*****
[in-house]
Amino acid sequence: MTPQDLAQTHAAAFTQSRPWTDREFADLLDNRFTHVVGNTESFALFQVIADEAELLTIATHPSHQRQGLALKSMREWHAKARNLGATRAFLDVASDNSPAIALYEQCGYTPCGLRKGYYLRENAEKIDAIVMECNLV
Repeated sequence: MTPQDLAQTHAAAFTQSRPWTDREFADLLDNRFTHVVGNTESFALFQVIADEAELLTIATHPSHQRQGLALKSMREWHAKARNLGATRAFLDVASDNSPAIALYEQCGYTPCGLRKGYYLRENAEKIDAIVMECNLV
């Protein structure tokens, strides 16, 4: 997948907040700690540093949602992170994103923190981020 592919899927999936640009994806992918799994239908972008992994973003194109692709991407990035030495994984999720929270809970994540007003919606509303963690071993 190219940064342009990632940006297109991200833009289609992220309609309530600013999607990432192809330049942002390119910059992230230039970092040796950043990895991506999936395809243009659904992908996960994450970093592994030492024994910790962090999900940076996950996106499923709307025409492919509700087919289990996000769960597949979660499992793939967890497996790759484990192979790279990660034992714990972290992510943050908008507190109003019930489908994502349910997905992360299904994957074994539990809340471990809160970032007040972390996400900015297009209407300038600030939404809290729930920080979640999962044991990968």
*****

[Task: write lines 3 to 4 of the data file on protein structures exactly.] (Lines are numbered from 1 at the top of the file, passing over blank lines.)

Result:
Repeated sequence: MTPQDLAQTHAAAFTQSRPWTDREFADLLDNRFTHVVGNTESFALFQVIADEAELLTIATHPSHQRQGLALKSMREWHAKARNLGATRAFLDVASDNSPAIALYEQCGYTPCGLRKGYYLRENAEKIDAIVMECNLV
């Protein structure tokens, strides 16, 4: 997948907040700690540093949602992170994103923190981020 592919899927999936640009994806992918799994239908972008992994973003194109692709991407990035030495994984999720929270809970994540007003919606509303963690071993 190219940064342009990632940006297109991200833009289609992220309609309530600013999607990432192809330049942002390119910059992230230039970092040796950043990895991506999936395809243009659904992908996960994450970093592994030492024994910790962090999900940076996950996106499923709307025409492919509700087919289990996000769960597949979660499992793939967890497996790759484990192979790279990660034992714990972290992510943050908008507190109003019930489908994502349910997905992360299904994957074994539990809340471990809160970032007040972390996400900015297009209407300038600030939404809290729930920080979640999962044991990968």